The Knish

February 12th, 2015 § 0 comments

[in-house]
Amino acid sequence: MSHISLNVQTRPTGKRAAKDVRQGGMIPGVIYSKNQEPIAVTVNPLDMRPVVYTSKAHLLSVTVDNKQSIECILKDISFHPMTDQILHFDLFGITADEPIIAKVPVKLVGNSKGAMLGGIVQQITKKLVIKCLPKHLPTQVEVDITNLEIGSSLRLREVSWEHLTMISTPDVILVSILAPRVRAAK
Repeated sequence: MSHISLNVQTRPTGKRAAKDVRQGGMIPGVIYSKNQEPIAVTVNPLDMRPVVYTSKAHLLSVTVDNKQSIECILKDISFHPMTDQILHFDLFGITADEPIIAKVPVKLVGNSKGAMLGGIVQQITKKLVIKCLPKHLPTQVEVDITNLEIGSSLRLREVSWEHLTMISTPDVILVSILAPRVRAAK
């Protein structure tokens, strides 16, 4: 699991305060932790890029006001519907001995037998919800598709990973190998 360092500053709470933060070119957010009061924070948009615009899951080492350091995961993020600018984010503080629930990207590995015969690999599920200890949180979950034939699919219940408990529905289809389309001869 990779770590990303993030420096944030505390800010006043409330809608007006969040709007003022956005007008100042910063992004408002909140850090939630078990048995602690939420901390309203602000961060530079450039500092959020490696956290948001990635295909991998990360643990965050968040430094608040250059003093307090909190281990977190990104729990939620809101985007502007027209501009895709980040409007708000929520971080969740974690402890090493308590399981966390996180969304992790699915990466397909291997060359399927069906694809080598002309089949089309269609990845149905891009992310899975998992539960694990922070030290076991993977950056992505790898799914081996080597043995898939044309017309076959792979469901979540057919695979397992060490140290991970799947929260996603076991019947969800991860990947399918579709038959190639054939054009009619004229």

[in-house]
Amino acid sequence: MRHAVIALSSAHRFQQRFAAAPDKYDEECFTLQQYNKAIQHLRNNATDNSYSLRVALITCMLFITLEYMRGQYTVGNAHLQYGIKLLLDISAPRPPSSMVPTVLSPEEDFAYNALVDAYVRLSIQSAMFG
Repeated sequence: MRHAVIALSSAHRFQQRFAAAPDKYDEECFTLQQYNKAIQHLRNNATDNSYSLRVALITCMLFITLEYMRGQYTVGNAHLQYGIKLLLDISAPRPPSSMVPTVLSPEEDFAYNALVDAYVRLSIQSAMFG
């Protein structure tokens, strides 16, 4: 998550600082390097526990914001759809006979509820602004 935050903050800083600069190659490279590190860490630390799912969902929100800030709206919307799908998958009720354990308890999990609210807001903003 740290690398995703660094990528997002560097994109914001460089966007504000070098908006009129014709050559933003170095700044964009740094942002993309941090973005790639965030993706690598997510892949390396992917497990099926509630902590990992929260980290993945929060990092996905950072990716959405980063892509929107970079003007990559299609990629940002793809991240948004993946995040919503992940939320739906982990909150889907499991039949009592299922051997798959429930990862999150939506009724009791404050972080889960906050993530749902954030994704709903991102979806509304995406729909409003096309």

The Knish is an Eastern European street food introduced to the United States by turn of the century Jewish immigrants from Belorussia. The Knish is a flaky pastry filled with a variety of stuffings—potato, kasha (buckwheat groats), spinach, cheese. A famous name in knishes (and loan-sharking…but that is another story) is Yonah Schimmel. Yonah began selling knishes from a pushcart on New York’s Lower East Side in 1890. The Yonah Schimmel knish bakery has been at its present location on East Houston Street since 1910. (There seems to be a spelling confusion. The big sign on the store says “Yonah Shimmel” even though the correct spelling is “Schimmel.”) Another top knish baker (alas, departed) on the Lower East Side was a woman named Gussie Schwebel who ran an eponymous knishery near Schimmel’s on Houston Street. Gussie was a flamboyant self promoter with a flair for publicity. In 1942, she wrote a letter to First Lady Eleanor Roosevelt in which she volunteered to bake knishes for our brave soldiers overseas. The suggested pastries would provide needed nourishment. She followed that up with another letter offering to deliver a sampling of hot knishes to the Roosevelt town house on E. 65th Street. Mrs. Roosevelt accepted the offer and the Jewish Daily Forward newspaper ran a front page story headlined: “Mrs. Roosevelt To Taste Jewish Knishes.” When delivery day arrived the Roosevelt home was surrounded by reporters, cameramen and a curious crowd. Canny Gussie Schwebel (or her press agent) had tipped off the newspapers. Mrs. Roosevelt, who didn’t enjoy being the target of press agentry, refused the knishes. Thus, the U.S. military had to fight World War Two without the benefit of nourishing knishes. (The information about Gussie Schwebel and Eleanor Roosevelt is from Laura Silver’s invaluable,researched book: “Knish: In Search of the Jewish Soul Food”. Published by Brandeis. The link is http.// www. knish.me).The knish, long only found in New York City, is making a modest comeback. Knish bakeries have opened in Los Angeles and a few other cities. Zabar’s (on New York’s Upper West Side) bakes knishes and sells them online. Gabila’s (located in Copiague, L.I.) is a mass producer of knishes who claim to have sold over a billion. HG has never fancied knishes. HG was spoiled by his Mom’s incomparable cheese (potato or kasha) blintzes served from a hot frying pan placed on the dining room trivet. Accompanied by a big bowl of rich sour cream. Ah!!!

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